The day may come when the rest of the animal creation may acquire those rights which never could have been witholden from them but by the hand of tyranny. … It may come one day to be recognized that the number of the legs, the villosity of the skin, or the termination of the os sacrum are reasons insufficient for abandoning a sensitive being to the same fate [the caprice of a tormentor]. What else is it that should trace the insuperable line? Is it the faculty of reason or perhaps the faculty of discourse? But a full-grown horse or dog, is beyond comparison a more rational, as well as a more conversable animal, than an infant of a day or a week or even a month, old. But suppose the case were otherwise, what would it avail? the question is not, Can they reason? nor, Can they talk? but Can they suffer?
Those words, or at least the last of them, have become almost a slogan of the lobbyists for animal rights, even being seen inscribed upon that most extraordinary of modern garments, the ‘t-shirt’. (I am tempted to enter here upon a digression concerning the vagaries of fashion, but I shall resist the lure.)
I did, in fact, discourse upon the subject at slightly greater length in a letter published in the Morning Chronicle in March 1825, and I feel that some of the arguments I expressed then deserve repetition here:
I have never seen, nor ever can see, any object to the putting of dogs and other inferior animals to pain, in the way of medical experiment, when that experiment has a determinate object, beneficial to mankind, accompanied with a fair prospect of the accomplishment of it. But I have a decided and insuperable objection to the putting of them to pain without any such view. To my apprehension, every act by which, without prospect of preponderant good, pain is knowingly and willingly produced in any being whatsoever, is an act of cruelty; and like other bad habits, the more the correspondent habit is indulged in, the stronger it grows, and the more frequently productive of its bad fruit. I am unable to comprehend how it should be, that to him to whom it is a matter of amusement to see a dog or horse suffer, it should not be matter of like amusement to see a man suffer; seeing, as I do, how much more morality as well as intelligence, an adult quadruped of those and many other species has in him, than any biped has for some months after he has been brought into existence.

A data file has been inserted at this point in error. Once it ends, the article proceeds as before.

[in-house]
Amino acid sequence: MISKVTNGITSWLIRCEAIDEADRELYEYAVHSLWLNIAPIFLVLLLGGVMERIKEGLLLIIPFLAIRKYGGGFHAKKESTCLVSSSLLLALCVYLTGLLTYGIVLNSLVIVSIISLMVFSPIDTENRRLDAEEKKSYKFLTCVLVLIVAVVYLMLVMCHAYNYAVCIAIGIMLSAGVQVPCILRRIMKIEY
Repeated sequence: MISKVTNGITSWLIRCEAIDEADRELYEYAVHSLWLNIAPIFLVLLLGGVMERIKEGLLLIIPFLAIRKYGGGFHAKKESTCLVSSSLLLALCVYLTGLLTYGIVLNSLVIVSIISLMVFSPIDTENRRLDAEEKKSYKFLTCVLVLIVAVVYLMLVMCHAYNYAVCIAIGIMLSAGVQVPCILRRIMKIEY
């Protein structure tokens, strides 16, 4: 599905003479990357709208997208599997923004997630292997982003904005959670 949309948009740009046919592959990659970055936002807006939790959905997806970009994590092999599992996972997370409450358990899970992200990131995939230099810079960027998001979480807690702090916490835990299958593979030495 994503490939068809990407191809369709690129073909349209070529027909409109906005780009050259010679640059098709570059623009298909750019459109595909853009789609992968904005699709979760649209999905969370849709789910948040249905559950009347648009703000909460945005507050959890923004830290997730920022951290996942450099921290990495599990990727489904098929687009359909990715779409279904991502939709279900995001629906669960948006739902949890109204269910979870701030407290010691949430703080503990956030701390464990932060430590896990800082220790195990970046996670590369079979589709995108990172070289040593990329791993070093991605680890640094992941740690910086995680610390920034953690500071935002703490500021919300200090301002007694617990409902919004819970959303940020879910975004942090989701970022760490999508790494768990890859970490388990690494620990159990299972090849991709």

In the article in the Independent newspaper which has prompted the present rumination, it is noted that scientific experiments upon animals in Britain are now regulated by the Animals (Scientific Procedures) Act of 1986, which requires that, for any experiment to be licensed, the good to humans must clearly outweigh the harm to animals. That is an unambiguous demand for a utilitarian approach to the issue, and it is, I would like to think, my true legacy.
I remain your servant,